In today’s post, Intersections’ Consumer Security Adviser, Neal O’Farrell shares some very important advice on how to help the elderly, the baby boomer population, protect themselves from consumer fraud and identity theft. This is a very helpful article if you have aging parents, or if you yourself of of that AARP age! Read on!
Just last week I spoke at an identity theft seminar in the affluent Silicon Valley town of Palo Alto, CA. The event was organized by local County Supervisor Liz Kniss and the District Attorney’s office.
While anyone was welcome to join the free two-hour event, most of those who attended were seniors. And a couple of things jumped out at me that reminded me why we need to keep addressing the issue of identity theft among seniors.
The first thing I noticed was the size of the audience. The crowd looked like it topped 100, and there wasn’t an empty seat in the house. That at least suggested that there is still great concern over identity theft and a need for answers.
The second thing that jumped out at me was the very visual answer to a very simple question. When asked how many in the audience had fallen victim to identity theft or fraud, more than half of the audience raised their hands.
While there are lots of statistics about the number of victims of identity theft every year, I was still surprised to find that about one-half of the people in that audience believed they had been victimized by this crime.
This got me thinking. Were they victimized because they live in a very affluent community, surrounded by other affluent communities? After all, we know that identity thieves are increasingly targeting what they refer to as “whales” – higher net worth individuals who have more access to wealth, better credit, and less time to think about protecting themselves.
Or could the answer be even simpler, that these individuals experienced a higher rate of identity theft simply because they are older. I have a feeling I may be on to something there. Financial abuse and identity theft among the elderly are on the rise, and in many cases the thieves are those the victims trust most – caregivers, relatives, and even their own children or family members.
As a result of my presentation, I thought this might be a good time to revisit some sound advice we’ve given in the past, advice you should take to heart if you have elderly relatives, friends, or neighbors:
• The best thing you can do is to be around and in touch. Scammers are less likely to focus on an elderly victim if they know a family member is close by and vigilant.
• If you know and trust their neighbors, ask them to get more involved and keep an eye open.
• If the individual is in a nursing home or retirement community, do your homework on the community, talk to the operators or managers about security, and encourage the individual to keep as little personal or financial information with them as possible.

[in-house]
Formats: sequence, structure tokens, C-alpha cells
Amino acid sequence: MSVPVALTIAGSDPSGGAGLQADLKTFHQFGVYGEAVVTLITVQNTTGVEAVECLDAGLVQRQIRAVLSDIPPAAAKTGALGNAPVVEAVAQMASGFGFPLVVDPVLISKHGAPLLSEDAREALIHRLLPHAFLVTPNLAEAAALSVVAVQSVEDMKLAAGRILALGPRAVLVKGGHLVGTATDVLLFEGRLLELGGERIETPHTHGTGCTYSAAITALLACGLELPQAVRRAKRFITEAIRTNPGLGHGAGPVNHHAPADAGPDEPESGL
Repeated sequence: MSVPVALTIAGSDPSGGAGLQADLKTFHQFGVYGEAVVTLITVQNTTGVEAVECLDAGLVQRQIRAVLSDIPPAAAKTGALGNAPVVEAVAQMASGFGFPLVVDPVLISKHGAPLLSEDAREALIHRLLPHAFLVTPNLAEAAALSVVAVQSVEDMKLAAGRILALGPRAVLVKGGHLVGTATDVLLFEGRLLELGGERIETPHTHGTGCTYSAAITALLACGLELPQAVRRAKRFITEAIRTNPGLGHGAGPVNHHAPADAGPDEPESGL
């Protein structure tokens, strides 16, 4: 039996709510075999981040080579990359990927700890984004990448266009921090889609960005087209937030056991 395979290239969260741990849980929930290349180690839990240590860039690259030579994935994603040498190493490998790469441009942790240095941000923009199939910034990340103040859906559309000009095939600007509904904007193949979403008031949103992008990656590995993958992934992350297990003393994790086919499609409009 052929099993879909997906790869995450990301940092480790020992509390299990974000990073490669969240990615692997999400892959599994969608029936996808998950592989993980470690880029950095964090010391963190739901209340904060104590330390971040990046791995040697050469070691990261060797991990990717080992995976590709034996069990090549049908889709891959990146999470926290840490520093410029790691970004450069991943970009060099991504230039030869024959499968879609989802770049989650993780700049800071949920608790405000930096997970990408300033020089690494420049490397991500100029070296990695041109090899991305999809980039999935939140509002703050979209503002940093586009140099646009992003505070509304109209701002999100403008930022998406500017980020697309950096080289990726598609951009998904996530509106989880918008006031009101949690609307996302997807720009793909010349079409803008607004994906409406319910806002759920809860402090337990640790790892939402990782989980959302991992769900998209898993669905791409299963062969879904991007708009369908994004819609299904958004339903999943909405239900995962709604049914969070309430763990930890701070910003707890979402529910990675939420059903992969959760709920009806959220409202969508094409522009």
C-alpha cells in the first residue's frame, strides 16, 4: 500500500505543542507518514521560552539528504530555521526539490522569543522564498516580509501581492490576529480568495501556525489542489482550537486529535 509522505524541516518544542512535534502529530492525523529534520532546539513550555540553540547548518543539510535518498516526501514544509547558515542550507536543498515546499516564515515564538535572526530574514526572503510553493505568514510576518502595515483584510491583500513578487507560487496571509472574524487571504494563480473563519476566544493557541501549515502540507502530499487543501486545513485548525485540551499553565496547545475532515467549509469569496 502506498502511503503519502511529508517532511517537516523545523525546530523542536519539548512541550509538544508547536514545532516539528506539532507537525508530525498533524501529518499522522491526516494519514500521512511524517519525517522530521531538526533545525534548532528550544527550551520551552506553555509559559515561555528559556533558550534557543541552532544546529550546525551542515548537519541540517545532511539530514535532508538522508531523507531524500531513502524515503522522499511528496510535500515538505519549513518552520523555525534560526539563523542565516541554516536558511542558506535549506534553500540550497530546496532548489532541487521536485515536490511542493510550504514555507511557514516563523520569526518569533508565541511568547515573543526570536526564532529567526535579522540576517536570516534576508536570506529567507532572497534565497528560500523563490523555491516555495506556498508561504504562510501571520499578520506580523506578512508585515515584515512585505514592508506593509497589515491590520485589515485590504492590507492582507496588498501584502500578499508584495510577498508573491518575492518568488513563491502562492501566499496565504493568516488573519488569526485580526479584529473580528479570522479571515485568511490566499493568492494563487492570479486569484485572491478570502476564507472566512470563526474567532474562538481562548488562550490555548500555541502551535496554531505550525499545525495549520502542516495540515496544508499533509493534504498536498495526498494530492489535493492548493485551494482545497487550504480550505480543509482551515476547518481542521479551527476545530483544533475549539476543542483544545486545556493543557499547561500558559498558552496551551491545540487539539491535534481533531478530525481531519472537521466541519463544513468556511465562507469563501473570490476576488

• If the individual is in a nursing home, suggest that all mail be forwarded to you.
• Talk to them about the risks, give them a simple checklist of warning signs to watch out for, and encourage them to always call you before they buy something new, sign any legal or loan documents, or are pressured or harassed by any stranger. They should be especially careful about telephone solicitations, which often target the elderly.
• Conduct a regular home audit, making sure that all financial documentation is safely locked away, and that any computers have adequate security in place and working.
• If home help or caregivers are involved, let them know that you’re watching out for that individual and will encourage the prosecution of any crime. If you can, do a criminal background check on any caregivers, home help, or anyone else that might have regular access to the home. If you hire a home-care professional, seek out licensed employmen agencies who will perform such background checks.
• If appropriate, offer to handle all financial transactions and account management for the individual, and have them refer any financial enquiries, proposals, or problems directly to you.
• Work with their bank and credit card providers so that they are also alert to any unusual activities or transactions on their accounts.
• Offer to check their incoming mail for suspicious offers, and to check their monthly bank and credit card statements to ensure there are no fraudulent charges or suspicious payments.
• Regularly check that the individual is receiving any Social Security benefits, pension payments, and health care they’re entitled to, and that these entitlements or payments are not being diverted or misused.
• Offer to remove them from direct mailing lists to reduce the amount of junk mail they receive. Also offer to place them on national “do not call lists” to reduce the risk of unwanted telephone solicitations
• Help them make regular payments for things like utility bills so that checks are not stolen in the mail.
• Consider placing a credit freeze on their credit reports to prevent any unauthorized credit. This freeze can easily be lifted if the individual wants to take out new credit.
• Check for any financial or utility accounts that are no longer used or needed and close them if possible.
• Help them to regularly check their credit reports and if possible set them up with a credit monitoring service with alerts sent directly to you
Learn more about identity theft protection.
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